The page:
However, all citizens should know that our government is only as good or bad as the people we elect and the departments we allow to operate. Our government is not a secret operation. Our government has a history of doing the right thing.
Nearly every major improvement in human rights and human dignity; nearly every freedom we have are the results of national laws providing equality for all American citizens.
It has not been easy. We had to fight to win the right to vote for women. A civil war was fought to abolish slavery and provide freedom for black citizens. And even then, a 100 year struggle took place to wipe out prejudoce, mis-treatment, and in-equality for our black citizens.
So just as I am proud of the government of our United States of America, I also understand that mistakes have happened. One of the bleak periods in our history took place after World War Two. The House Committee for Un-American Activities was (and still is) an embarassment of the US Government that we should all be ashamed of.
The ball started rolling during the war, when official paranoia grabbed some of our national leaders and we locked up Japanese people living in America in detainment camps.
The internment of Japanese Americans in the United States was the forced relocation and incarceration during World War II of between 110,000 and 120,000 people of Japanese ancestry who lived on the Pacific coast in camps in the interior of the country. Sixty-two percent of the internees were United States citizens. President Franklin D. Roosevelt ordered the incarceration shortly after Imperial Japan's attack on Pearl Harbor.
Incarceration was applied unequally due to differing population concentrations and, more importantly, state and regional politics: more than 110,000 Japanese Americans, nearly all who lived on the West Coast, were forced into interior camps, but in Hawaii, where the 150,000-plus Japanese Americans comprised over one-third of the population, 1,200 to 1,800 were interned. The interment has been determined to have resulted more from racism in the West Coast rather than any military danger posed by Japanese Americans.
In 1980, under mounting pressure from the Japanese American Citizens League and redress organizations, President Jimmy Carter opened an investigation to determine whether the decision to put Japanese Americans into internment camps had been justified by the government. He appointed the Commission on Wartime Relocation and Internment of Civilians (CWRIC) to investigate the camps. The Commission's report, titled Personal Justice Denied, found little evidence of Japanese disloyalty at the time and, concluding the incarceration had been the product of racism, recommended that the government pay reparations to the survivors. In 1988, President Ronald Reagan signed into law the Civil Liberties Act, which apologized for the internment on behalf of the U.S. government and authorized a payment of $20,000 to each individual camp survivor. The legislation admitted that government actions were based on "race prejudice, war hysteria, and a failure of political leadership." The U.S. government eventually disbursed more than $1.6 billion in reparations to 82,219 Japanese Americans who had been interned and their heirs.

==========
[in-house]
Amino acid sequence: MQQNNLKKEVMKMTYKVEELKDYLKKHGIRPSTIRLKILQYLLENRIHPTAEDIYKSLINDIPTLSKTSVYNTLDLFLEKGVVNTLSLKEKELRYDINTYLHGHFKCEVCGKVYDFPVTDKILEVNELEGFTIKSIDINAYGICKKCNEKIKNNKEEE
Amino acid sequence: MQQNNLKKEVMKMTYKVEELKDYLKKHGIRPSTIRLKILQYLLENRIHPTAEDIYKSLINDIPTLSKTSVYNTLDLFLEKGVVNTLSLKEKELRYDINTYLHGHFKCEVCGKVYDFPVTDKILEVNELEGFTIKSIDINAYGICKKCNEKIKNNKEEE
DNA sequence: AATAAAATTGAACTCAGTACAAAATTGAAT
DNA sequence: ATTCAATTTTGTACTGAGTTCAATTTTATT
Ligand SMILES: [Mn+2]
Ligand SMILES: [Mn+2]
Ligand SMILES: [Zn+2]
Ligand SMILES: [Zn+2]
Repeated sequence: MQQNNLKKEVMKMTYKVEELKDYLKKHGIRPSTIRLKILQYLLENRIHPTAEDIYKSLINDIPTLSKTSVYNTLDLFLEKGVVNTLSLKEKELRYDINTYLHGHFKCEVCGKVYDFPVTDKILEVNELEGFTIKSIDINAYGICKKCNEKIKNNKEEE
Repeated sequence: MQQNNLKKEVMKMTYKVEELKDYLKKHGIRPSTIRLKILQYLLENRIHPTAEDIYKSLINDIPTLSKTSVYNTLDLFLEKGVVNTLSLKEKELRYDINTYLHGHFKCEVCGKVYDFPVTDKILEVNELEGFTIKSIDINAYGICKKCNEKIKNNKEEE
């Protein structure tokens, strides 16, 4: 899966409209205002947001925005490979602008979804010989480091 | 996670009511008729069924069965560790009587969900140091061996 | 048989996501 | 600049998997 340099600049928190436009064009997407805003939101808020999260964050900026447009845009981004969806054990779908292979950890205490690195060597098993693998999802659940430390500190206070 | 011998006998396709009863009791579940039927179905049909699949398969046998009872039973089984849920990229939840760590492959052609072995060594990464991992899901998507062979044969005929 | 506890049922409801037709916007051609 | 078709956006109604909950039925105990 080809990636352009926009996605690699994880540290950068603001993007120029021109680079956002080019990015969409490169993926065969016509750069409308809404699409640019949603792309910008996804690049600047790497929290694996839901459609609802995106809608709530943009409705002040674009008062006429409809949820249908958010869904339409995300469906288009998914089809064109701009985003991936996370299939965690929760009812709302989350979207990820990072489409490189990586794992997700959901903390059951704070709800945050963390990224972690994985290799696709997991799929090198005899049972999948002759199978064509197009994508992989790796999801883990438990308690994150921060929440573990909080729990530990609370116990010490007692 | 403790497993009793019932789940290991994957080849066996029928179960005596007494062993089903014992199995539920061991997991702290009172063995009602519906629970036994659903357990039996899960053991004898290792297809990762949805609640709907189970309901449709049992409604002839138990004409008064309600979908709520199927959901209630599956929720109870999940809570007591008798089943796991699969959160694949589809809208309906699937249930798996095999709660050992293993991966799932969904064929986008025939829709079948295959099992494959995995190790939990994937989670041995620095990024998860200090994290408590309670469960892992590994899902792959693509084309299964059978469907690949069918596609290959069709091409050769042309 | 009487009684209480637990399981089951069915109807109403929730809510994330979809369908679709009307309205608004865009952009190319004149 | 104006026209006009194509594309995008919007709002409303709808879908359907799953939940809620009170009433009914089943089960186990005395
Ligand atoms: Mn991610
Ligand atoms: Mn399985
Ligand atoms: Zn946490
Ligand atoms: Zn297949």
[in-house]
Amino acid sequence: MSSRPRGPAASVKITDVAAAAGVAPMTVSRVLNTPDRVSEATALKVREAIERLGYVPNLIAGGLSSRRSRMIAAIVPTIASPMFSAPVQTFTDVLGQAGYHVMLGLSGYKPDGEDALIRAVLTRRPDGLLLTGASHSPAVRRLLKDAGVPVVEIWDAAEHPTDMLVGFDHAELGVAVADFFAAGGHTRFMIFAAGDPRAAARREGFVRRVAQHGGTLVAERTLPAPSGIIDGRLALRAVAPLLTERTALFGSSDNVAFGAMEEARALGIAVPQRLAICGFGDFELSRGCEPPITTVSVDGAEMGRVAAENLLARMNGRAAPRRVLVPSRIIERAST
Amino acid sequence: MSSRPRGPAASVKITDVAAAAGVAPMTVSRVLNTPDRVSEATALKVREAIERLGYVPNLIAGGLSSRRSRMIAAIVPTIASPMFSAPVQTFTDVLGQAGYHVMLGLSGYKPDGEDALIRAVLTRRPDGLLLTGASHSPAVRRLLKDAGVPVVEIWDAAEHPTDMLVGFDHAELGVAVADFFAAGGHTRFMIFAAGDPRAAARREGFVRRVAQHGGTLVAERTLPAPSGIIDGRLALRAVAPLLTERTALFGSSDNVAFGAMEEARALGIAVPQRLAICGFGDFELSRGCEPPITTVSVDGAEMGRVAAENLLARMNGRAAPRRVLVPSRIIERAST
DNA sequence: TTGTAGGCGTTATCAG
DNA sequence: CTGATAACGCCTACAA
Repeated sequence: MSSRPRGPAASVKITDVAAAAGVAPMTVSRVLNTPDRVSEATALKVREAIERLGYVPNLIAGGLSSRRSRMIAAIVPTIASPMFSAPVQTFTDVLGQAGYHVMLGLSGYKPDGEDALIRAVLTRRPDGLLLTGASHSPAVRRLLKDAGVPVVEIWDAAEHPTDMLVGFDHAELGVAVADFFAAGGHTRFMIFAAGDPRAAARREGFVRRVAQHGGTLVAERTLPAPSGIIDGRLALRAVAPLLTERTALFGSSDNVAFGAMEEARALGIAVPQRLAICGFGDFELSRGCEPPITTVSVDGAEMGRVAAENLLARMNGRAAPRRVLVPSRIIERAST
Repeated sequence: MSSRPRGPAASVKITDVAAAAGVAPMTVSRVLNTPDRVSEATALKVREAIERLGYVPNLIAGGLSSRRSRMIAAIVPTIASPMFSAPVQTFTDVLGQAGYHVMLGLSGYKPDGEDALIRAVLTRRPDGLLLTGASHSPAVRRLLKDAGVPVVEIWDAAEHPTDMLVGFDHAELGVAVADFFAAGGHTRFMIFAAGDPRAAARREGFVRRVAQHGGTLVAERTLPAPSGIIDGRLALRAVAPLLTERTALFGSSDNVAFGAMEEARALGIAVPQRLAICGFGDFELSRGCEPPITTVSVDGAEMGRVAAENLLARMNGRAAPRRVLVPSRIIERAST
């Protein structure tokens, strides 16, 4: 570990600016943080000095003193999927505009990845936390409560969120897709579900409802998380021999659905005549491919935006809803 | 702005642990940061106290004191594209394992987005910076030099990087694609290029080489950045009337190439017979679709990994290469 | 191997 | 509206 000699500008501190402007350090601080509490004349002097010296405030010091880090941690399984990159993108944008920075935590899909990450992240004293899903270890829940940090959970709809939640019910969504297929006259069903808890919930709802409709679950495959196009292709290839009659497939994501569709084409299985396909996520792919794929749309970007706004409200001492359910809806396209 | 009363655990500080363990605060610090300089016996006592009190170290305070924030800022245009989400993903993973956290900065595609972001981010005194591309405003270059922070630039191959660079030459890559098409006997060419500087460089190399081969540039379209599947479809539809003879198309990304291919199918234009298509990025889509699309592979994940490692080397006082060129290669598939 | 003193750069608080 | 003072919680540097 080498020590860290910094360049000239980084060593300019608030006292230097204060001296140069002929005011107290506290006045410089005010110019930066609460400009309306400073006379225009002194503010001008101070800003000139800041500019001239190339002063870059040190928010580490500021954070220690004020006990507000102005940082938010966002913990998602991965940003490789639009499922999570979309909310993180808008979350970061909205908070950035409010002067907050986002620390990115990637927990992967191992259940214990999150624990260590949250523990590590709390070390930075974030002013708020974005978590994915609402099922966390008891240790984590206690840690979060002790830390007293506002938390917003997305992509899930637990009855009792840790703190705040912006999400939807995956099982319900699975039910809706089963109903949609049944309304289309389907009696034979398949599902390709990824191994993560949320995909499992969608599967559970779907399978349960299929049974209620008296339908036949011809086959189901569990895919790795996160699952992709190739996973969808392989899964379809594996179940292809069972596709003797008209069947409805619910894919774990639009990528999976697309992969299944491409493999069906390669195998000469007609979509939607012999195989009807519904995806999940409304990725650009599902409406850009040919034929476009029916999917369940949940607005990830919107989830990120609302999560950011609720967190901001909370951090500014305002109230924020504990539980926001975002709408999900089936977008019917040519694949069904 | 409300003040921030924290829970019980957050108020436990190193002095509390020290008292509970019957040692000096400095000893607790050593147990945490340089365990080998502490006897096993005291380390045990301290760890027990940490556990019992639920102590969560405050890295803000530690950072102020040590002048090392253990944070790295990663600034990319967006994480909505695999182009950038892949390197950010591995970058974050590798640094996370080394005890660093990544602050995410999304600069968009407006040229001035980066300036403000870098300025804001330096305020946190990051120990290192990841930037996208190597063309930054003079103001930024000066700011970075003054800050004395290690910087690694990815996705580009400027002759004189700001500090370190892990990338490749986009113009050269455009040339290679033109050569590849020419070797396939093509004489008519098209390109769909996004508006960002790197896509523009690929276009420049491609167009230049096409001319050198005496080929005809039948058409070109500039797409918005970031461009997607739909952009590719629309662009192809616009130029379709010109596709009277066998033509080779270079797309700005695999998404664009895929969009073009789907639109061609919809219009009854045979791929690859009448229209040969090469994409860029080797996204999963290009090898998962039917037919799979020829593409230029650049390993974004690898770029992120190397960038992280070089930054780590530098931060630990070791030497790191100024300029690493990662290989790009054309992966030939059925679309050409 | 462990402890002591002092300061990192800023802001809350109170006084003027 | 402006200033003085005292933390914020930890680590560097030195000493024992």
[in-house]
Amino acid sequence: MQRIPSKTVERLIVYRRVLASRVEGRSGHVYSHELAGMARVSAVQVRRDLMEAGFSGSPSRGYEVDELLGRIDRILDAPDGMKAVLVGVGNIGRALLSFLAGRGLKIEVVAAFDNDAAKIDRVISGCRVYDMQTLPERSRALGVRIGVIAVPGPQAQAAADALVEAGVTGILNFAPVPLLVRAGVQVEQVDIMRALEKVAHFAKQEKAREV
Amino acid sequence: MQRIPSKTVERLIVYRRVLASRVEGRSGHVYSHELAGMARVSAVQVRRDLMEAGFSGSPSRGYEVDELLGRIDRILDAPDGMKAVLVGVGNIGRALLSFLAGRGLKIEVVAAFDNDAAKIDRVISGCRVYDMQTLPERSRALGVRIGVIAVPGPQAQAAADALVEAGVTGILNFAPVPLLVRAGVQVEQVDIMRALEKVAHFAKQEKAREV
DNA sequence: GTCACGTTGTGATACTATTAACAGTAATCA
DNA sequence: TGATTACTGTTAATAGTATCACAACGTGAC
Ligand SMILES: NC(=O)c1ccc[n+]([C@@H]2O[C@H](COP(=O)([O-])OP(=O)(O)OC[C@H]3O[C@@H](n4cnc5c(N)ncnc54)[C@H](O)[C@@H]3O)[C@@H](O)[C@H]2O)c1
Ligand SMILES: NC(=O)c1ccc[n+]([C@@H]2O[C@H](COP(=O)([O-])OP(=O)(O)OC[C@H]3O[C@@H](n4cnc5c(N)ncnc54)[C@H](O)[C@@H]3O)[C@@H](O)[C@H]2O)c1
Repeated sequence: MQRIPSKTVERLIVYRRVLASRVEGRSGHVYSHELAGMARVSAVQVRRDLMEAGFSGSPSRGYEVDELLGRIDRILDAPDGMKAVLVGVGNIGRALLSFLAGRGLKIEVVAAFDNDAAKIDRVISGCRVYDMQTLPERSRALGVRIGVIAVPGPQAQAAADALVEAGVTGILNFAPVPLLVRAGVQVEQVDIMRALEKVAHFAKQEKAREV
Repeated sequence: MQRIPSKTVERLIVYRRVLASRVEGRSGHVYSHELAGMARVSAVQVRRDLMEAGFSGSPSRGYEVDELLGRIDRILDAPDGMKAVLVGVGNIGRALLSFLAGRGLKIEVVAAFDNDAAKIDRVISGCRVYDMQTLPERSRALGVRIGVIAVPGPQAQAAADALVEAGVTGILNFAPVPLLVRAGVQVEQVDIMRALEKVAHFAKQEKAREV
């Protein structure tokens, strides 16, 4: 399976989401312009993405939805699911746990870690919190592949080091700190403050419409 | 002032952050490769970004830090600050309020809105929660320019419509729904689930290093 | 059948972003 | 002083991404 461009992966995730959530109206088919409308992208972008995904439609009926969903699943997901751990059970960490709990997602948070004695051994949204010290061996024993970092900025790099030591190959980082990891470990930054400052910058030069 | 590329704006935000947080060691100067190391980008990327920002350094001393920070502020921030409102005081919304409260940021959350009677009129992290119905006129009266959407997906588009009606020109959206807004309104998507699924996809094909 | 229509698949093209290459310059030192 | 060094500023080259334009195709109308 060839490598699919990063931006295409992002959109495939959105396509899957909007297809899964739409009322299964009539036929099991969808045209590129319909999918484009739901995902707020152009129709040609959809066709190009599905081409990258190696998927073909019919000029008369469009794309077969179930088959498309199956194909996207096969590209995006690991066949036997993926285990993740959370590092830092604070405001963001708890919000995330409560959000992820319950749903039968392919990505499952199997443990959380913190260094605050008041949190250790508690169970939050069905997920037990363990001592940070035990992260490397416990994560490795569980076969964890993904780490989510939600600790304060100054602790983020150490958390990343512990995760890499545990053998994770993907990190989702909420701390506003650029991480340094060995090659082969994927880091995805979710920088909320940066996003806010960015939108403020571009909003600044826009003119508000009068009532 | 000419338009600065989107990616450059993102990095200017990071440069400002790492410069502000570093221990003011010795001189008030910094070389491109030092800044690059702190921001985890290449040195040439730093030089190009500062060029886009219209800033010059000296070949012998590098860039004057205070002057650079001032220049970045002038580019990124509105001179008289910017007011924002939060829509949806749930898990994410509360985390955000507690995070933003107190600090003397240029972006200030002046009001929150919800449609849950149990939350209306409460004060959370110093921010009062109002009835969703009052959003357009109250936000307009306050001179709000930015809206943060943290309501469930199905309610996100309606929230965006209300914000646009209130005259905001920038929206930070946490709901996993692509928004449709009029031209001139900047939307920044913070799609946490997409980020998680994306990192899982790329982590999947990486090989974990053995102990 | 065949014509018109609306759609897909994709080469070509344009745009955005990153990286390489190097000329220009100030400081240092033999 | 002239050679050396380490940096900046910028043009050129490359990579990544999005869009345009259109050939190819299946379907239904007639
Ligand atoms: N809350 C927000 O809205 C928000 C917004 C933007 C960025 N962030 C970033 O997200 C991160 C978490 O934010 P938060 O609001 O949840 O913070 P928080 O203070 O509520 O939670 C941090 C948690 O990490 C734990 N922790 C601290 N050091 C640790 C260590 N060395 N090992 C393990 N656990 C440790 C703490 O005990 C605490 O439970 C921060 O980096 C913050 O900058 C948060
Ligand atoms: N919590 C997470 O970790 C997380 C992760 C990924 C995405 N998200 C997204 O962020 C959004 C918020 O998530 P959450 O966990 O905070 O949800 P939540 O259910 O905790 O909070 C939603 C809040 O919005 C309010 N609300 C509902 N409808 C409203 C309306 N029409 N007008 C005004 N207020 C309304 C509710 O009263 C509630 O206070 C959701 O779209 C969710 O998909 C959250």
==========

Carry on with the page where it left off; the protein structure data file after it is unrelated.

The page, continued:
National paranoia also struck some of our national leaders as "blacklisting" became popular.
The first systematic Hollywood blacklist was instituted on November 25, 1947, the day after ten writers and directors were cited for contempt of Congress for refusing to testify to the House Committee on Un-American Activities. A group of studio executives, acting under the aegis of the Motion Picture Association of America, fired the artists—the so-called Hollywood Ten—and made what has become known as the Waldorf Statement.
On June 22, 1950, a pamphlet entitled Red Channels was published. Focused on the field of broadcasting, it identified 151 entertainment industry professionals in the context of "Red Fascists and their sympathizers." Soon most of those named, along with a host of other artists, were barred from employment in most of the entertainment field.
The blacklist lasted until 1960, when Dalton Trumbo, a Communist Party member from 1943 to 1948 and member of the Hollywood Ten, was credited as the screenwriter of the highly successful film Exodus, and later publicly acknowledged by actor Kirk Douglas for the movie Spartacus. A number of those blacklisted, however, were barred from work in their professions for years afterward.